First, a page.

Thalita "Wolf Mama" and German Shepherd Nala thru hiked the Long Trail this summer. In the following interview you'll read about specific difficulties of the rugged Long Trail, how Nala got all the calories she needed and some general planning tips if you are a prospective long distance hiker with your dog.
Here's how Wolf Mama summed up her experience:
"My magical journey through the wilderness ended the same way it began, with tears in my eyes and my heart overflowing with emotions. I can officially call myself a Long Trail Thru-Hiker / End-To-Ender!!! I am so happy to have reached my goal of thru-hiking the LT this year but I’m also very sad to see this amazing adventure come to an end. I’ve grown so much and learned a lot about myself and how strong I really am in the past month, physically and mentally. This was the hardest challenge I’ve ever set myself up for, but it was also the most empowering, freeing, and meditative thing I’ve ever done. I’ll never be the same!"
You can find them on Instagram @thalitaaax
The Long Trail is known to be very rugged. There are sections with aluminum ladders to descend and steep ledges, etc. Were any of these sections particularly difficult for Nala, if so- how did you get through them?
I found blog and forum posts talking about these sections all around the internet, but I found myself coming back to bringfido.com and hikewithyourdog.com. However, the most reliable source of warnings was the hikers coming from the opposite direction. The key was having communication with home base so they could advise me on how to negotiate these obstacles. I used a satellite text messenger, but in a pinch, a cell phone with a battery pack could work.
The simplest solution, which we took on the Forehead and the Cliff House of Mount Mansfield, was to simply avoid the areas with ladders. For the Forehead there was a bypass trail called Forehead Bypass and for the Cliff House, we just didn’t go. However, there was one section called Ladder Ravine near Camels Hump, about 1.5 miles north of Cowles Cove shelter where there was a 12 ft aluminum painters ladder we had to descend. Based on everything I had heard, there was no reasonable way to bypass it nor was the ladder short enough to assist Nala down the ladder. So in my resupply earlier that week, I had a crevasse-rescue pulley system delivered, and intended to lower Nala down by her harness. When I arrived at Cowles Cove shelter and had rain predicted the next day, I erred on the side of caution and took a zero day, waiting for the rain to pass before trying to pass any dubious obstacle. The following day, when we reached the ladder we found that by going maybe 100 m off the trail, the cliff that the ladder descended decreased to maybe 4 ft, which Nala just jumped down.
How did you keep her calorie intake up?
Being such a big dog, she consumed something like 5 cups of food per day, which is why her robust pack was so essential. Nala’s food was kept in gallon-sized ziplocs, with each day being a separate bag. It helped with rationing and watching for healthy consumption. On a resupply day, I would pick up ziplocs full of food and critically, make adjustments to how much should be in the next food drop.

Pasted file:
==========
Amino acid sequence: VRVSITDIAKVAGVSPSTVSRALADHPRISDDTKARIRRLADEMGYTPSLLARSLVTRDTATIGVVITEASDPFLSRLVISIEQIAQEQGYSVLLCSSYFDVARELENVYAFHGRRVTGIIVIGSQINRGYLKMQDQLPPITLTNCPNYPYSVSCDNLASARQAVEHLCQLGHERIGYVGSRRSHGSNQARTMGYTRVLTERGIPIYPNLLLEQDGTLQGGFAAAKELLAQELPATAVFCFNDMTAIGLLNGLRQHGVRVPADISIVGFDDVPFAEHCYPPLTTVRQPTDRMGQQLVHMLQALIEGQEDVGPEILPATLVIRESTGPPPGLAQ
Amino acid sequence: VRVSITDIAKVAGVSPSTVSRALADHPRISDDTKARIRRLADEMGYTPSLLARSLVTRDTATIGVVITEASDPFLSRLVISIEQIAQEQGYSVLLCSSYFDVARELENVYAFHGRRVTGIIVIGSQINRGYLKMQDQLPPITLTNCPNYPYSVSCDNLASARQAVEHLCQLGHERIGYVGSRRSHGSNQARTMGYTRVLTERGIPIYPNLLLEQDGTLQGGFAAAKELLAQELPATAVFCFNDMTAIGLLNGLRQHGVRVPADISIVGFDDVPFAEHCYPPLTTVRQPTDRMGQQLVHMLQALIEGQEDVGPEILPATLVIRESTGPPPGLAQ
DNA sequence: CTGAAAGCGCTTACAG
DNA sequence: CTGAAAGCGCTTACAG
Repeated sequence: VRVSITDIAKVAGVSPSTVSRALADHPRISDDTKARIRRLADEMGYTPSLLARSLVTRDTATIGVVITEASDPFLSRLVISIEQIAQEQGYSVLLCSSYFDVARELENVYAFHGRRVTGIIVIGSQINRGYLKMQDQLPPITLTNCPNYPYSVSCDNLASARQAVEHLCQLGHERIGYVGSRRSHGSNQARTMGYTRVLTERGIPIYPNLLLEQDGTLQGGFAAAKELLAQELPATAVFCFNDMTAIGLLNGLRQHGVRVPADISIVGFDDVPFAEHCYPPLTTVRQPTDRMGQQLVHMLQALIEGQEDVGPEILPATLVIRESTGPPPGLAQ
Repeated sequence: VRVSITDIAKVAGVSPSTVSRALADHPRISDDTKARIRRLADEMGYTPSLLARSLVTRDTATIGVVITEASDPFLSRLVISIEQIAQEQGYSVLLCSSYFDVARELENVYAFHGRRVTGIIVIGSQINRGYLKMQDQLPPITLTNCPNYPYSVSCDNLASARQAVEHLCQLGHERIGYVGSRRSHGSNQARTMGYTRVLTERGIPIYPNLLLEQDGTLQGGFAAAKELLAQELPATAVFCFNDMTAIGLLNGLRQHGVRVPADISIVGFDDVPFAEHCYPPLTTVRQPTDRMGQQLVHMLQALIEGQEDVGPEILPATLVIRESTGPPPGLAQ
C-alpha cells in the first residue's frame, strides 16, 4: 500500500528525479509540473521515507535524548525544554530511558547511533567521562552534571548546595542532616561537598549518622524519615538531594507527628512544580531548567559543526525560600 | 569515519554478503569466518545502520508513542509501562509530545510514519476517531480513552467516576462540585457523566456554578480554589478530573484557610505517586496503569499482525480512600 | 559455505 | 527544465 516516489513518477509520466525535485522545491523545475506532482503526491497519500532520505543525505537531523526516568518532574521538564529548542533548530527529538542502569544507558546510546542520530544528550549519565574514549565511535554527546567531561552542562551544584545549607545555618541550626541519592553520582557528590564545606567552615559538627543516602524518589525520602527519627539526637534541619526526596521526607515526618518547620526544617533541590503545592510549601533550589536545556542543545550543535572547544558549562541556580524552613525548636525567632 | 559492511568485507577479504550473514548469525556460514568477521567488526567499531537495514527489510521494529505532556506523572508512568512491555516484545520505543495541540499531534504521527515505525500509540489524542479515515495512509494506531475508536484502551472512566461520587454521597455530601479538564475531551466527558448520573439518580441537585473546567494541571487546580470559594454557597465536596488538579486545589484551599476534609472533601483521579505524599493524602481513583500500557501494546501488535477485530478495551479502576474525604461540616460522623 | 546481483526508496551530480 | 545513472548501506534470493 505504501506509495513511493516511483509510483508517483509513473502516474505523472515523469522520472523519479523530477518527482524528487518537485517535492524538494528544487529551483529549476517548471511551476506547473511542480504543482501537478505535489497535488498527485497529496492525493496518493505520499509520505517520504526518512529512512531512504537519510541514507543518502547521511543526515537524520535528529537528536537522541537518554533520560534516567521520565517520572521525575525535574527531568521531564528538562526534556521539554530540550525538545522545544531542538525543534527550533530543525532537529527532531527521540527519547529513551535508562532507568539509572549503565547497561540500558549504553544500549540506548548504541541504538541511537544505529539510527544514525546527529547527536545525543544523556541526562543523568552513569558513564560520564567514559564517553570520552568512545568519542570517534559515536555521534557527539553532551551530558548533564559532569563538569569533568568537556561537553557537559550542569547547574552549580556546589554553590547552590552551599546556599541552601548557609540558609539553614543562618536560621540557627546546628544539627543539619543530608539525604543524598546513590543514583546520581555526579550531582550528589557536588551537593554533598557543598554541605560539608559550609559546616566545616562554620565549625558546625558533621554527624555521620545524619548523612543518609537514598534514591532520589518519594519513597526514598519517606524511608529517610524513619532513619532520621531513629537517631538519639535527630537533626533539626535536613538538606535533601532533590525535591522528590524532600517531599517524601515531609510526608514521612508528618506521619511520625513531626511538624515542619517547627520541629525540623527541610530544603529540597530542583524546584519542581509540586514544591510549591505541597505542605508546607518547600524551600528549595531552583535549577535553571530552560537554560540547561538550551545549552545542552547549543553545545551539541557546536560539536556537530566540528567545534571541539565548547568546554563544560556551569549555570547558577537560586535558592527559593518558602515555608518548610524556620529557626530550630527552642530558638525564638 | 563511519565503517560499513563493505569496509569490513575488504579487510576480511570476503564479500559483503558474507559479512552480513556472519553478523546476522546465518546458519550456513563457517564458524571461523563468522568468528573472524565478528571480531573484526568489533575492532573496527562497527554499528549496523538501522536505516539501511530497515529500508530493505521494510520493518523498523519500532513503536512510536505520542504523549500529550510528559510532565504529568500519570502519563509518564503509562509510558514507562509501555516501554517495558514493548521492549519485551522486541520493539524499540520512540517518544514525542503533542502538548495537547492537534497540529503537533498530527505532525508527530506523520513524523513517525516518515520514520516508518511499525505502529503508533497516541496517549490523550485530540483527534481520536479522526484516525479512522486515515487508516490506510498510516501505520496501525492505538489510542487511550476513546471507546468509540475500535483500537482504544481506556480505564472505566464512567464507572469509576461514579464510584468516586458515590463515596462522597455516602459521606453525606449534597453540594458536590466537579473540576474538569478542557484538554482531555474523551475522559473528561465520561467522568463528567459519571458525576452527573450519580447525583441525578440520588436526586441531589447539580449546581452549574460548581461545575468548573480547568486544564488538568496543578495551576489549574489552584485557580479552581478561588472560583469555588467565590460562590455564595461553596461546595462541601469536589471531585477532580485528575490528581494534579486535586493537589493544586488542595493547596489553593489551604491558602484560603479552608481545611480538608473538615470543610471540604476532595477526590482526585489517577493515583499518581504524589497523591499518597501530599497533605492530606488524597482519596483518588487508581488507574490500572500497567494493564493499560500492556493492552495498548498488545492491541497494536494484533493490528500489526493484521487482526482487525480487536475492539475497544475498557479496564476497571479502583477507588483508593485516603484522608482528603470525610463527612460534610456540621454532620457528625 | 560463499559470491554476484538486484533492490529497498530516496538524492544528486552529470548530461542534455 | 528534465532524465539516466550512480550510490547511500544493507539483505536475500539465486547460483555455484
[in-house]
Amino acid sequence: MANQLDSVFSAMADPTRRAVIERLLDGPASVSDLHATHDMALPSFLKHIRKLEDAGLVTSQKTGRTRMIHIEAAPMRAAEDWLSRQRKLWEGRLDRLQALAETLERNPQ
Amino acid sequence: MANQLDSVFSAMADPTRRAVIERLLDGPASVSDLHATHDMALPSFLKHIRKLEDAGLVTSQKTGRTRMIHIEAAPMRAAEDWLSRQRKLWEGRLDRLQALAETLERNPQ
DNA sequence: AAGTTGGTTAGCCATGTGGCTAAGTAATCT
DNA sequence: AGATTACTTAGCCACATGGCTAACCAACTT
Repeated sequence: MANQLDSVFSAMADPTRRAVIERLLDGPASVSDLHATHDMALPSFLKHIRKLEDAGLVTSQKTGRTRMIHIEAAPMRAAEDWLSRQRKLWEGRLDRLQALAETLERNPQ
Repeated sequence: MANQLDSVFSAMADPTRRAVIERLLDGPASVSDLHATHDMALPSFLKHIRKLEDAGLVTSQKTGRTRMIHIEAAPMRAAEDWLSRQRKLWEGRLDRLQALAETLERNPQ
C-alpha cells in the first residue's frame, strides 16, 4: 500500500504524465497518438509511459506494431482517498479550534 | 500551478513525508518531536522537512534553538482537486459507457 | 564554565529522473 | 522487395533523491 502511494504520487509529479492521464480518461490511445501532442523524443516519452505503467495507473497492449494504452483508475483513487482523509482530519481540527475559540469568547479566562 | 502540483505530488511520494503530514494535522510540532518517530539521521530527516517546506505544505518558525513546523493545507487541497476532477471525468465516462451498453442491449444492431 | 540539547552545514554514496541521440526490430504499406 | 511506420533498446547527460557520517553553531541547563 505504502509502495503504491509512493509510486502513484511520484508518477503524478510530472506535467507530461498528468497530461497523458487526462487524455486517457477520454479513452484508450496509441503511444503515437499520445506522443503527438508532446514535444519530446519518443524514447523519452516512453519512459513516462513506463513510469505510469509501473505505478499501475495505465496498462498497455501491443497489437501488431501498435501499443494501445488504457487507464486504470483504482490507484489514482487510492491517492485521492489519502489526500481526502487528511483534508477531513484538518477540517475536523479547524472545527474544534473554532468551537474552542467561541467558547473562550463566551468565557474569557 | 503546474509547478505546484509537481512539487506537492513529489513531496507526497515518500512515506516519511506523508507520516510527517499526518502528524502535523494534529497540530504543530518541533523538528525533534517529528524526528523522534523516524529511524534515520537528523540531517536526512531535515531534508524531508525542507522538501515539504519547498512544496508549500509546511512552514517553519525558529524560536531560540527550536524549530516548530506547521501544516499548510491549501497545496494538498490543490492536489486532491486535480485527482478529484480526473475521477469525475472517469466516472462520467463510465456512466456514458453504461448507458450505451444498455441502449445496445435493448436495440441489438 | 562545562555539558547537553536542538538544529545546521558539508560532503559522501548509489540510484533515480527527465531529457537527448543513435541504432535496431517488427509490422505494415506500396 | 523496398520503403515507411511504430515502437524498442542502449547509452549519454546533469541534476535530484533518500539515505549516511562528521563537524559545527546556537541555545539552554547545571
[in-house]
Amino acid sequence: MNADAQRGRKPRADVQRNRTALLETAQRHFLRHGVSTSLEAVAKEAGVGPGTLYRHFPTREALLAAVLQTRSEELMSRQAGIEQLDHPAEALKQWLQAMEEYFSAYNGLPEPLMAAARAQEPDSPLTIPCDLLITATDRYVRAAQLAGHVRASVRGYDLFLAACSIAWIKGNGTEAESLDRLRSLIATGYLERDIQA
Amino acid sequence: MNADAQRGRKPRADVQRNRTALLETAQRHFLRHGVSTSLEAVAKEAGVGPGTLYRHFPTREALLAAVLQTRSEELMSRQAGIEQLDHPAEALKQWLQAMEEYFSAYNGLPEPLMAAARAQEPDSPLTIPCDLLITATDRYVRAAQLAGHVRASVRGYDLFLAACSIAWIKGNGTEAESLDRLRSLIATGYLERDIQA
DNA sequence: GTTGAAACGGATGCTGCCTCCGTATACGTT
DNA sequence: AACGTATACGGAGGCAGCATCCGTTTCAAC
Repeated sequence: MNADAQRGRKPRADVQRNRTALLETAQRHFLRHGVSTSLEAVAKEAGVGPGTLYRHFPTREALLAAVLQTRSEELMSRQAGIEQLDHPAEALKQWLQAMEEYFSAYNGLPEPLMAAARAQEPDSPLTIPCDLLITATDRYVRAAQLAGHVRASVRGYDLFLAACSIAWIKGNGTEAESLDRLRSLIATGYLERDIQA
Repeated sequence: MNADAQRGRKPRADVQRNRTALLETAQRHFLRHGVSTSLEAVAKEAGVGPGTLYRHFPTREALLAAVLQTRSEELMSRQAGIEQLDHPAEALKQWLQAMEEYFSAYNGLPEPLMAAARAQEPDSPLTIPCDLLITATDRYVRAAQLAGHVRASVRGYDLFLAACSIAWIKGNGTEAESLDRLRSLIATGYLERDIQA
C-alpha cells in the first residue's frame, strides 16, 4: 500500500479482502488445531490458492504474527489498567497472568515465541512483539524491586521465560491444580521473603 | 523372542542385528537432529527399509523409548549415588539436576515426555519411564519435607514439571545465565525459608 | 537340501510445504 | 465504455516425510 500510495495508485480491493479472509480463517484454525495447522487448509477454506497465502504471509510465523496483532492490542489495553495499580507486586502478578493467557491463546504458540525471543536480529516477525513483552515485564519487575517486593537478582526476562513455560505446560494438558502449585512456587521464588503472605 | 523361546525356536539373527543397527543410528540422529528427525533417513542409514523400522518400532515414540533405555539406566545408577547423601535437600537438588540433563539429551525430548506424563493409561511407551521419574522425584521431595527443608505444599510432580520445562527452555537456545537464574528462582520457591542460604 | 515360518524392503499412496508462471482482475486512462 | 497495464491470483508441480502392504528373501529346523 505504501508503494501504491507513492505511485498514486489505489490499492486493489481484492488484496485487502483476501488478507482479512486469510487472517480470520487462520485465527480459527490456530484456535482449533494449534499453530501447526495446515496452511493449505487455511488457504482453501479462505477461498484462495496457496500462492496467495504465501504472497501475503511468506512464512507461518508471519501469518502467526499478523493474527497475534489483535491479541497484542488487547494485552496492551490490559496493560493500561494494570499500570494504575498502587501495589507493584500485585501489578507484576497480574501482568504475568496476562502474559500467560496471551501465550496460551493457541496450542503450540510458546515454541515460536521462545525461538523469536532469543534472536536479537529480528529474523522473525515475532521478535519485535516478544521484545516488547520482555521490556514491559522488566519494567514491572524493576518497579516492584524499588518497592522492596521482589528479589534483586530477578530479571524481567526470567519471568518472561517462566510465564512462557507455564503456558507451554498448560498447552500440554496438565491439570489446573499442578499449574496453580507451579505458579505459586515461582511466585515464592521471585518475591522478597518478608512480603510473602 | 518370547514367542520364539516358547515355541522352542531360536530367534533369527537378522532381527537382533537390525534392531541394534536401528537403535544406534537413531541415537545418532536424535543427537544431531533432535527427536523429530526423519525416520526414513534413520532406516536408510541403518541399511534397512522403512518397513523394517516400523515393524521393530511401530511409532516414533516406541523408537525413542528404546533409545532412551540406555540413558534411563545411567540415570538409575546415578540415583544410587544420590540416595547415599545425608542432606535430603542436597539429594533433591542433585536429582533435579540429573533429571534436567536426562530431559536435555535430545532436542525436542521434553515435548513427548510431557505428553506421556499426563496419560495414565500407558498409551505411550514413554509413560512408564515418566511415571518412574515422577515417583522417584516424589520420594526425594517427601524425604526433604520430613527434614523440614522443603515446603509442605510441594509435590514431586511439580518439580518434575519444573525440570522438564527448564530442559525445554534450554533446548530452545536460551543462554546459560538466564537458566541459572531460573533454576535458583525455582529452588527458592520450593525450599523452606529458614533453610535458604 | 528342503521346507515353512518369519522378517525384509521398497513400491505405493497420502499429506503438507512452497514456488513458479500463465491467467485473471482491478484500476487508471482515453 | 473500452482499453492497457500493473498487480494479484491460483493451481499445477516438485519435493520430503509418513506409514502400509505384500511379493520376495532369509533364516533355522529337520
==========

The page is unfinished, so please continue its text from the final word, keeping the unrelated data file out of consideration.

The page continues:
If not for my support crew, intake of food, particularly nutritious food, would have been difficult. As a German Shephard, she’s prone to joint problems, which is why I make sure she has food that’s loaded with glucosamine and chondroitin. But getting that food at every little town along the trail seemed impossible, unless I shipped it to the post office, which would have been expensive. What’s more, even just finding any dog food or treats is hard if your resupply stop is a one-horse-town with a single gas station. And if you find the food, nutritious or not, it comes in a bag too big for Nala to carry. So in the lead-up to the hike, before I knew I was going to have support, I was considering all kinds of solutions involving the mail and bump boxes and maybe cutting her good food with whatever I could find in each town, etc.
The bigger challenge I found was getting her to eat all her food. She tended to be torn between the option of sleeping and eating. So to combat this, I served her food as often as possible (which she tended to eat while in sleep-position) and I would sometimes mix some kind of treat into her food to motivate to choose to eat over sleep.
Did you have any routines for your dog for town days and resupplies, paw care, and bedtime?
We actually only had one town day, per se, and it was at the Inn at Long Trail. We didn’t make trips into town because I had a support crew who was either delivering supplies and picking up waste in-person.
Regarding paw care, I used Musher’s Secret. I bought the 200-gram container, which is this cylinder roughly 4 inches across and 4 inches tall. This worked well because I could just stick it on Nala’s paw while she laid on her side, and twist it back and forth to apply the wax. In hindsight, I probably could have bought a few 60g containers and had the same effect, and not had Nala carrying a half pound of wax.